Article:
Dish Network's Dish Pro DP, Pro Plus DPP, Super Dish

DishPro - DP

Dish Networks, Dish Pro technology changed the way their satellite dish LNBs transfer the satellite channels from the dish to the receiver inside the home. Not all Dish Network receivers are able to work with Dish Pro LNBs (DP LNB). The DP Twin LNB/Switch combo units look very close to the original LNB combo unit, which are now called Legacy Twin 500s.

DishPro Twin

DishPro Twin



With the DP LNBs came a new switch. The DP-34 switch. Using the Dish Pro technology, they were able to use a single switch for many applications. Several DP34 switches can be linked in a series to provide satellite signal to as many receivers as needed.

The only visual cue is the Dish Pro Logo. It is important to know that DP LNBs will not work on legacy receivers with out an adapter. See our Dish Network receiver page for more about DP compatible receivers

With the DP LNBs came a new switch. The DP-34 switch. Using the Dish Pro technology, they were able to use a single switch for many applications. Several DP34 switches can be linked in a series to provide satellite signal to as many receivers as needed.

The only disadvantage to Dish Pro technology is the use of higher frequencies. The high frequency used between the dish and receiver raised from 1450 MHz to 2250 Mhz. This higher frequency increased the minimum coax cable requirements. With legacy systems, an installer could use much of the existing cable found in older homes. Dish Pro changed that. For proper performance, it is critical that newer RG-6 coax cable be used for all Dish Pro installations. Most existing RG-6 will work, but some will not. Another important part is the method used for cable installation. Metal staples will often pinch the cable and dramatically reduce the signal quality. See the Consumer Awareness Project for proper cable installation methods.

Dish Pro technology made it simpler for technicians to install more then one receiver and it allowed for one switch to be used in several applications. But for the new dual tuner receivers coming on to the market, you still needed to have two coax cables installed from the dish to the receiver location. Each tuner acts like a separator receiver and needed its own dedicated cable.

Dish Network Dual tuner receivers can operate using one coax to provide signle, if the LNB is a DishPro Plus (DPP) LNB. More about Dish Pro Plus LNB's at the end of this page.

In some cases, installers need to install a single dish to receive a satellite. Due to no line-of-sight issues, it may be required to install one dish for 119 and another for 110, with each positioned to receive the desired satellite.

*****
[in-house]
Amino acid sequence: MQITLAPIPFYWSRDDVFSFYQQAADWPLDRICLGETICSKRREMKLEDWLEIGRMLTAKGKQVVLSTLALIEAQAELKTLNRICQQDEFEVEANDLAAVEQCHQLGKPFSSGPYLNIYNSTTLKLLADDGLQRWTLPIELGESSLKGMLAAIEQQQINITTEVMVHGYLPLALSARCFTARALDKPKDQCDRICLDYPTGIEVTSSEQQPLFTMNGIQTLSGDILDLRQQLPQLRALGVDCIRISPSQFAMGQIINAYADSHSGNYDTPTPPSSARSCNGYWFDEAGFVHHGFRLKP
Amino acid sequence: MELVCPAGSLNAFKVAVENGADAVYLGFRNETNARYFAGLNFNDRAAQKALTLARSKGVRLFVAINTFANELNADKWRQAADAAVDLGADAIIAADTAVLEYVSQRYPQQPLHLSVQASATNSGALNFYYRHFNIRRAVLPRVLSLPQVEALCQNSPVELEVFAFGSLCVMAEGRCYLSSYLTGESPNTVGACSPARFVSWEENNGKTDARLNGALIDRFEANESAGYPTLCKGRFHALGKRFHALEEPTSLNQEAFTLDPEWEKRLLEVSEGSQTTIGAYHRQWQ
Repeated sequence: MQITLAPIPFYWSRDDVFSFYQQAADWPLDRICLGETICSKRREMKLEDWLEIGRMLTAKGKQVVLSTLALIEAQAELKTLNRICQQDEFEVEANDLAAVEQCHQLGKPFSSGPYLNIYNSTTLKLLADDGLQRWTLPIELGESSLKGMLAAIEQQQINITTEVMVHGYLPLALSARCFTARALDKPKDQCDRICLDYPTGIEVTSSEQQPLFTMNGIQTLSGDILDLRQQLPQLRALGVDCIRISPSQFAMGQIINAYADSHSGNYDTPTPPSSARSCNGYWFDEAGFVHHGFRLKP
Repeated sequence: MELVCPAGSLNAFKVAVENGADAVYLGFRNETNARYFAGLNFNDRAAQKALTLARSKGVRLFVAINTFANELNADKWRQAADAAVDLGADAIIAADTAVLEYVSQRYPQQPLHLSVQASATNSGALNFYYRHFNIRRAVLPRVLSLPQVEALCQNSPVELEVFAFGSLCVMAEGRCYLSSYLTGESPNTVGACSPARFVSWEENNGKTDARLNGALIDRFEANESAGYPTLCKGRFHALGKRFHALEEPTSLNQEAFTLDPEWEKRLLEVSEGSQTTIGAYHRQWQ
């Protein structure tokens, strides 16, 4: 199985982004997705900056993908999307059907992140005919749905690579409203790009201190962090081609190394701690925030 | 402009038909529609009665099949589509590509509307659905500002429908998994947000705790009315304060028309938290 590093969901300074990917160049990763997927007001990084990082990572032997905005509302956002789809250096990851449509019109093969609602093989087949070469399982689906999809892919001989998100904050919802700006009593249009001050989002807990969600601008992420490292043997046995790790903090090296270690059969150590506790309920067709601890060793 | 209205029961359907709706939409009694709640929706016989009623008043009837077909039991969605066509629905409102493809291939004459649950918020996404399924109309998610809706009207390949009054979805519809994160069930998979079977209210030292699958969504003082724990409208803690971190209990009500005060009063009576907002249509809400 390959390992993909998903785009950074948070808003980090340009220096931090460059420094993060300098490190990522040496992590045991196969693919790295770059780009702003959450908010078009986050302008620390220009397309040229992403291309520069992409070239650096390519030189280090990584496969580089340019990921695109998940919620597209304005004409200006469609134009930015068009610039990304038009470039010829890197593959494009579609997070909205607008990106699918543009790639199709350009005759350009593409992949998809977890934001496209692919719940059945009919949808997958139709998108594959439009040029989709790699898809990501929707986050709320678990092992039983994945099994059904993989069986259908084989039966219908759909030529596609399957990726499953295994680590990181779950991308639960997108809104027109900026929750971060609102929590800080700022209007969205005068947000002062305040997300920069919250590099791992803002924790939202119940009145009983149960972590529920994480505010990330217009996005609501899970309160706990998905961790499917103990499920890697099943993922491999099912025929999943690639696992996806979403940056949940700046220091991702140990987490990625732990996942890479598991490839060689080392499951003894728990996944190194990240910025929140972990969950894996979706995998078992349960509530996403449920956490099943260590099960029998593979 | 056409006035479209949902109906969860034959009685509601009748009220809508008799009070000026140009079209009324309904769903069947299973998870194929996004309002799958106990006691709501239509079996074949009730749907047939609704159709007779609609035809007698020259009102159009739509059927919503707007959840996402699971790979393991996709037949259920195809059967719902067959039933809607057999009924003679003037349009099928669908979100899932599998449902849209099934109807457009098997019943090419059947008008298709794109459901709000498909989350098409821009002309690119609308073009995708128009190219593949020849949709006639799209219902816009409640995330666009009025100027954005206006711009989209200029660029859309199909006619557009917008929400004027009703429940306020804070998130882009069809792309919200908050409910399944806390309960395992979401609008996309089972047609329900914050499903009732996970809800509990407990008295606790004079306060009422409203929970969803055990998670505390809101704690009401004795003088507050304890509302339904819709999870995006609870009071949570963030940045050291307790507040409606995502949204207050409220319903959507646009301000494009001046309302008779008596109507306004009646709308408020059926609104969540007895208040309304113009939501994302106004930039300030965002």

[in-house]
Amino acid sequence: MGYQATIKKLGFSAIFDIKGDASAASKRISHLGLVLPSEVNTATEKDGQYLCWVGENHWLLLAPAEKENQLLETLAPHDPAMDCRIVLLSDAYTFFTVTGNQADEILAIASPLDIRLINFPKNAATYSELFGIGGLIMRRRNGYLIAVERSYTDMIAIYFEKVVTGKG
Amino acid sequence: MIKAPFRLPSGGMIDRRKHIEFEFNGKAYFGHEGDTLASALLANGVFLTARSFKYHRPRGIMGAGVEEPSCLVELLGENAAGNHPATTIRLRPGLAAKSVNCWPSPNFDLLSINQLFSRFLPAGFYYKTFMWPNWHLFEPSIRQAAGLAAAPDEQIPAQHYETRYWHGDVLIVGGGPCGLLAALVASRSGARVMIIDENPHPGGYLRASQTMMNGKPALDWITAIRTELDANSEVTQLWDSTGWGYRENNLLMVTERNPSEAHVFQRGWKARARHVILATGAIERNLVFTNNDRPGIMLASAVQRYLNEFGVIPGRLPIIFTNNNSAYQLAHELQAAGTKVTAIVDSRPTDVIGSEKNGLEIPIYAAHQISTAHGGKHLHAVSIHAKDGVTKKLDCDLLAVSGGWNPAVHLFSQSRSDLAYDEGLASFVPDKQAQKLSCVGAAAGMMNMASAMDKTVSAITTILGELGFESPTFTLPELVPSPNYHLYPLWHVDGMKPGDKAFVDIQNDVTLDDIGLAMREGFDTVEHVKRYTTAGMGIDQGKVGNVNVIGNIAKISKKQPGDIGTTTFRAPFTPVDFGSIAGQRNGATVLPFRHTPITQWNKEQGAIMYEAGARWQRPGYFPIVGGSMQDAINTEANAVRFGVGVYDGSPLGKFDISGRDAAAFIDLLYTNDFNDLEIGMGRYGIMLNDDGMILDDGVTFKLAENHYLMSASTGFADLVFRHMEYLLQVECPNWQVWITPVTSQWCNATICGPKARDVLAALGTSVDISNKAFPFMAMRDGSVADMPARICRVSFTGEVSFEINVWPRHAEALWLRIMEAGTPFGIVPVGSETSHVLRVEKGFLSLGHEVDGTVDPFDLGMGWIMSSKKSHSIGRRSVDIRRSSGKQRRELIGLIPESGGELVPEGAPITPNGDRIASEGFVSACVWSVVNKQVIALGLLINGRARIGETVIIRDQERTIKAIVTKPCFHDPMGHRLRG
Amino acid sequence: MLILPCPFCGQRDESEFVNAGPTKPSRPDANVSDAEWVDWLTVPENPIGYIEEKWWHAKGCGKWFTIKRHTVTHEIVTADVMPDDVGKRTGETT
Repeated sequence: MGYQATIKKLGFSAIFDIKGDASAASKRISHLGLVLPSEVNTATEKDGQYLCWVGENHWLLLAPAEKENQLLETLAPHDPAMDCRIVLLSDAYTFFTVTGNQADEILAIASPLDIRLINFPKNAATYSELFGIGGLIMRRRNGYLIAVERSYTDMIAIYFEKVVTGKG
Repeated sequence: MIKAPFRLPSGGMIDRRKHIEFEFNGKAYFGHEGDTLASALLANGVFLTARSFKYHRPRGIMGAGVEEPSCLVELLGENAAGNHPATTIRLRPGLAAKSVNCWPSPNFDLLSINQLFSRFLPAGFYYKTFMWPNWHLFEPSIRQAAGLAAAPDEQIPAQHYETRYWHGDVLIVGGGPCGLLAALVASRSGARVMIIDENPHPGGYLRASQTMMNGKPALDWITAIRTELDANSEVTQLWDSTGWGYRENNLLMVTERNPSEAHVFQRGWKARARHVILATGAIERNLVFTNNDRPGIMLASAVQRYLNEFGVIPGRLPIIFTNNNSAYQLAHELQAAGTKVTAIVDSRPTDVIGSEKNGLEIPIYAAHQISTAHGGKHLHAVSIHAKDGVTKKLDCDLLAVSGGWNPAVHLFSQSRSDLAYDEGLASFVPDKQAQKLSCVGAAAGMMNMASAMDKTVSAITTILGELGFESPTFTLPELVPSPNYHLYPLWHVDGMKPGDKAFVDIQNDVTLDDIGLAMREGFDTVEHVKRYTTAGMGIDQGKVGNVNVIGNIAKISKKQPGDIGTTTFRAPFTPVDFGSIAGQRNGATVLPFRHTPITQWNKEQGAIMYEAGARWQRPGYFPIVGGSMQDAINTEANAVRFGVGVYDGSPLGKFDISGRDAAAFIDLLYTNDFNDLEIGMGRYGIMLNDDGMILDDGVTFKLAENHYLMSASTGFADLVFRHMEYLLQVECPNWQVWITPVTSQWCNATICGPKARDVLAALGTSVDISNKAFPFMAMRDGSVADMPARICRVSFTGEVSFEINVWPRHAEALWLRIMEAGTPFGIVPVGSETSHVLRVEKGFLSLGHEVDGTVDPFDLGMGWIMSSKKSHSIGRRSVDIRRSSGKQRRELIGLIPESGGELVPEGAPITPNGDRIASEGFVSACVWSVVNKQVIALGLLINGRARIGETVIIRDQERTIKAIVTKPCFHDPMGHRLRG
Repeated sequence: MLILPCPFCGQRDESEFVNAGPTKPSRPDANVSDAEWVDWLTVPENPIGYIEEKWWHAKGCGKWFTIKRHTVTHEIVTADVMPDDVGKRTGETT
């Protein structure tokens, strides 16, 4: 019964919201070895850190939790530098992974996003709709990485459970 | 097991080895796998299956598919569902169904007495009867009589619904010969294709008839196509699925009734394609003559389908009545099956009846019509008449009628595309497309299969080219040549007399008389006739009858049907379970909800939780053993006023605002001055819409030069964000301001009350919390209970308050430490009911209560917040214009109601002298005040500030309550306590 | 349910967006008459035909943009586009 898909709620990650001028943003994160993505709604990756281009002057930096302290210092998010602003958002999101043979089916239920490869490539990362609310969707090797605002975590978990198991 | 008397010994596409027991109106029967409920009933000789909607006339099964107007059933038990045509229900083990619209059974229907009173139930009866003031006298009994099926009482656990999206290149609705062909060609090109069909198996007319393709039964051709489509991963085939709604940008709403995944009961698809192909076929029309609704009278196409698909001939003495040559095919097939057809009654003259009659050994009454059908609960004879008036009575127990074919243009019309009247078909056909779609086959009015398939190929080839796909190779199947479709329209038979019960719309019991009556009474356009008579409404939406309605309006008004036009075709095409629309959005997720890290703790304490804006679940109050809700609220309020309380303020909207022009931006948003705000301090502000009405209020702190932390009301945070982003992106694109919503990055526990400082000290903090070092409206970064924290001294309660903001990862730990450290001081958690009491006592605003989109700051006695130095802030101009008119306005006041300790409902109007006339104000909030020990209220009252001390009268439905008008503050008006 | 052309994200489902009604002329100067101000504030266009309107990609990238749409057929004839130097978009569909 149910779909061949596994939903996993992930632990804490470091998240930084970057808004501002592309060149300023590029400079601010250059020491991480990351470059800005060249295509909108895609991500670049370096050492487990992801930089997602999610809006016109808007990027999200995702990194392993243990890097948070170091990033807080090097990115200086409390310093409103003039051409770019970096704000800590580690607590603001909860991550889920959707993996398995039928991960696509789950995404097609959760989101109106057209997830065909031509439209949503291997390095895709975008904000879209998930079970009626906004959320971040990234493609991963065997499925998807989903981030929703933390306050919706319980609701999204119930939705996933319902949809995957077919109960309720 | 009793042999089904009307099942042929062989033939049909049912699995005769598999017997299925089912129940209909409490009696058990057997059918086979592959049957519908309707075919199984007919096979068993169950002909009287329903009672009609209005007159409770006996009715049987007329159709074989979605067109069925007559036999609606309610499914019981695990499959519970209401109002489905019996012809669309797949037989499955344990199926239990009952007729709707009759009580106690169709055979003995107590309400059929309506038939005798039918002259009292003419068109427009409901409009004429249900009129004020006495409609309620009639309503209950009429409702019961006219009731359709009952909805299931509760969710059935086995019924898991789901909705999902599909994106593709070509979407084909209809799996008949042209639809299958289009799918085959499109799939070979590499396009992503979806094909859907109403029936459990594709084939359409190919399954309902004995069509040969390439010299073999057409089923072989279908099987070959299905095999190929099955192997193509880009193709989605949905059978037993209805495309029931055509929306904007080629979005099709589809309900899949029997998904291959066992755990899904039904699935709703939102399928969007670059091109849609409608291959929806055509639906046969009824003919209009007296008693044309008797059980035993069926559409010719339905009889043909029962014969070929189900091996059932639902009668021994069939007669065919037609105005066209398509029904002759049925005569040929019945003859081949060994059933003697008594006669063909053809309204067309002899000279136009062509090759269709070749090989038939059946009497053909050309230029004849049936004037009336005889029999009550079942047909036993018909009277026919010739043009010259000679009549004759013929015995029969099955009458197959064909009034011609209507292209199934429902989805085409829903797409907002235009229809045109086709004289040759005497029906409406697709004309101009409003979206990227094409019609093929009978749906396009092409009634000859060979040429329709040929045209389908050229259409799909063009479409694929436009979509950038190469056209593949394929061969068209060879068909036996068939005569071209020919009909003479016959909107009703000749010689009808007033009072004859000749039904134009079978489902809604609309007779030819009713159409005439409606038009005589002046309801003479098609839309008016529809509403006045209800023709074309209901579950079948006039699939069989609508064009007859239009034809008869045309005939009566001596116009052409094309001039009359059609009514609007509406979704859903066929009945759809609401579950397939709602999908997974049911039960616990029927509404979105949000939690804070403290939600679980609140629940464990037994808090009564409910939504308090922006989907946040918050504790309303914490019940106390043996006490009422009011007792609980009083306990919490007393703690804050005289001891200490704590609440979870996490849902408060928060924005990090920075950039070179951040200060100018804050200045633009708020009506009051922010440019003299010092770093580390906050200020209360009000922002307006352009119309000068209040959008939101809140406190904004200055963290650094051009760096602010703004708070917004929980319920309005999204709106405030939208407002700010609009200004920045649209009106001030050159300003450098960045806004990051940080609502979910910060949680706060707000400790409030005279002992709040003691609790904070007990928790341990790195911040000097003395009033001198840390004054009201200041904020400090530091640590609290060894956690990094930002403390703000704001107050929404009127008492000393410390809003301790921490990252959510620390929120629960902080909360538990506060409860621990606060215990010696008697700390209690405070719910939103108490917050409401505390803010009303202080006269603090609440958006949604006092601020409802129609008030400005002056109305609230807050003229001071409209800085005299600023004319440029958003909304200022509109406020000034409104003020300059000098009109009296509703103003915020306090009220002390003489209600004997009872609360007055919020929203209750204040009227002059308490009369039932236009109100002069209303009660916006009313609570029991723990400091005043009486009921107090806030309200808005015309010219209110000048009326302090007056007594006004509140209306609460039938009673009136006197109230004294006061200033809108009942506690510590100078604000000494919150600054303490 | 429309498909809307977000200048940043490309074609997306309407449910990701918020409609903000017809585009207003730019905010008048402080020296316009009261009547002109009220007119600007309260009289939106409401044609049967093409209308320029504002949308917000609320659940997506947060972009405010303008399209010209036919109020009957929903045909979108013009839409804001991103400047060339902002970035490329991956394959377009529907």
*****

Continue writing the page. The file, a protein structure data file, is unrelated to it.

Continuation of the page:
Single DishPro LNB

Single Dish Pro LNB With Dual Output

Customers who need to receive satellite 61.5, or 148, cannot to use a single multi-satellite dish such as the Dish 500, Dish 1000, or the Dish 1000.1. To avoid using legacy LNBS and returning to the SW-64, or other legacy switches, a Dual DP LNB is used. The term dual does not mean it receives two satellites, those LNB's are called twins, or quads. The term dual refers to the fact that is has dual outputs. This is a common mistake even among professional installers.


DishPro logo DP Logo
The only way to tell a legacy LNB fom a DP LNB is the DP logo on the LNB. The best way to ask for one of these LNB's is to ask for a Single DP LNB with Dual output. In reality you can use a single output DP LNB since a DP LNB can provide an entire satellites channel capacity on one coax. Early Single DP LNB's only had one output , but DISH Network has recently been providing Dual Output LNB's. The only reason you would need to use both outputs would be to provide signal to more than one switch, or receiver if not using a switch.


Super Dish

To increase channel capacity for the addition of more local channels and international channels. Dish Network developed the Super Dish. The Super Dish receives satellite signals from the 119 and 110 satellite locations as well as a third satellite. There are two versions of the Super Dish. The 105 Super Dish receives programming from a satellite at 105 and 110/119. The 121 Super Dish receives programming from 110/119 and 121.
The Super Dish version you use depends on the programming you desire. Not everyone uses a Super Dish.

SuperDish 121

121 Super Dish

SuperDish 105

105 Super Dish

DishPro Plus

DishPro Plus - DPP

DishPro LNB

DishPro Plus LNB


In the fall of 2004, Dish Network released its latest innovation. DishPro Plus. DishPro Plus technology allowed one coax cable to carry the satellite signal requirements for two receivers or one dual tuner satellite receiver. This single cable solution solved many problems with installations of the newer DISH 322, DISH Player 522, DISH Player 922 and DISH 942 receivers. All dual tuner units using a DPP single cable installation require the use of DPP Separator to seperate and isolate the two satellite signals.

Another nice feature of DishPro Plus is it will work with legacy receivers as long there is at least one other DP compatible receiver in the system. The DPP Twin LNB (right) has three coax connections. The two on the left connect to receivers or DPP distribution switches (DPP44). The single connection on the right connects to another DP single satellite LNB for reception of 61.5, 148 or 129. The DPP Twin LNB is the standard LNB for the DISH 1000.



For more detailed information on DISH Network Switch and LNB Technology, visit our Dish LNB Switch Technology page

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